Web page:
Archive for November, 2009

Roland White at the Folk School

H and I went to the Roland White concert at the favorite Folk School several weeks back. He came several years ago, and I got to play with him at a Folk School jam session. This time he played with local picker Thayne Bradford. His wife was to have accompanied him, but I believe that she was convalescing. The show was a bit disorganized. The two frequently had to compare lists to decide what to play next. The music itself, however, was excellent. White also had interesting stories about playing with his brother Clarence and Bill Monroe. I look forward to his return.

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Michael M. on November 30th 2009 in General, Live, Music

The Help

This review in The New York Times convinced me that I must read The Help by Kathryn Stockett. It is a novel about domestic workers set in 1960s Mississippi. While not quite my generation, it is close enough that I am sure to find connections to the environment in which I was raised. I hope I find the time to read it.

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Michael M. on November 30th 2009 in General

Spankers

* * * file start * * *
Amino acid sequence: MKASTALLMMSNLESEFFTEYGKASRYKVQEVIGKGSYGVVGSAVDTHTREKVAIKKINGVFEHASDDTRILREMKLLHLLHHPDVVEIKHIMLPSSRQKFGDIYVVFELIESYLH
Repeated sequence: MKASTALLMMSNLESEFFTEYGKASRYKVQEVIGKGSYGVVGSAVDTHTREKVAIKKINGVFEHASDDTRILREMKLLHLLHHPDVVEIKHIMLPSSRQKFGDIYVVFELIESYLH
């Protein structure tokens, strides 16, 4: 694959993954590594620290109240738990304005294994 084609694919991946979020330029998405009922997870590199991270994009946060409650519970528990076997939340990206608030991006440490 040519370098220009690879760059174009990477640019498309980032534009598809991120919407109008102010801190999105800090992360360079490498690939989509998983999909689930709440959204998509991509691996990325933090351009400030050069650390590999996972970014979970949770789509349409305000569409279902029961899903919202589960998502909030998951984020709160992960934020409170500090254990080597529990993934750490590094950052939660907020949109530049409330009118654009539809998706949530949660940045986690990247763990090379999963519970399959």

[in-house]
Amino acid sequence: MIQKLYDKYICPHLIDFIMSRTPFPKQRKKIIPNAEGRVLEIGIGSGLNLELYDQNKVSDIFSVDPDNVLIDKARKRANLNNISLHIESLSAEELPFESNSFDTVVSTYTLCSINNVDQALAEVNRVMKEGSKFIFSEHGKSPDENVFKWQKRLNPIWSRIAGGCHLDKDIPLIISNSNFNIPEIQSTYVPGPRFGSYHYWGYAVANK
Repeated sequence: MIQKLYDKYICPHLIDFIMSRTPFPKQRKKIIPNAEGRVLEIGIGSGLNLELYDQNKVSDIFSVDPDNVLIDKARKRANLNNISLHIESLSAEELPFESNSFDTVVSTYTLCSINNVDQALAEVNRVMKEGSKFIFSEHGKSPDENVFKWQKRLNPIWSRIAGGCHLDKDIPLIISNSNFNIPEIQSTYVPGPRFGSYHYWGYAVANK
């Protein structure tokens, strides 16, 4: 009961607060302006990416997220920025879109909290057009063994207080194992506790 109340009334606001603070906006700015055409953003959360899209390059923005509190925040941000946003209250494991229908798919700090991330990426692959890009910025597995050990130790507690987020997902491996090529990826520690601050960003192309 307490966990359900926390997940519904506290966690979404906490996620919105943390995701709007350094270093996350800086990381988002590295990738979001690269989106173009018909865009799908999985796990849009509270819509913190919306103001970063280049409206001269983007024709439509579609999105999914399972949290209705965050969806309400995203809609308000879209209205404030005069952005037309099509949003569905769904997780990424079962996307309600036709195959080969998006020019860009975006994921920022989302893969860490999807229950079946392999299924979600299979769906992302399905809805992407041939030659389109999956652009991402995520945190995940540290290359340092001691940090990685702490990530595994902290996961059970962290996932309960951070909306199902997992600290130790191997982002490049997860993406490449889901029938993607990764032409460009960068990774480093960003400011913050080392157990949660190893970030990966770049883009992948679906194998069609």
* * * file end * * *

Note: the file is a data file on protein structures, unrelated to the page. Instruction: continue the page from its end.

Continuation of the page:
A friend alerted H that the Asylum Street Spankers would be at Off Broadway. Previously blogged mandolinist David Long has joined the line up. They mix songs and styles from early 20th century string bands and Tin Pan Alley with new themes and material. We caught a fun show. They opened up with gospel music from new album God’s Favorite Band before moving to more satirical music. I knew them from the video for “Stick Magnetic Ribbons on Your SUV” on YouTube. It is amusing and positively filthy. In person, I realized that they are excellent musicians. The encore included the song “Shave ‘Em Dry” by Lucille Bogan. It was the smuttiest musical performance I have ever witnessed, not that I am against such artistic liberties. I got to talk to a few of them after and even fiddle a little, including “Bankhead Blues” and previously blogged “Magnolia One Step” from the three times blogged Nations Brothers. The show was good fun, and despite being hopelessly outclassed musically, I had a good time trying to join in a little after.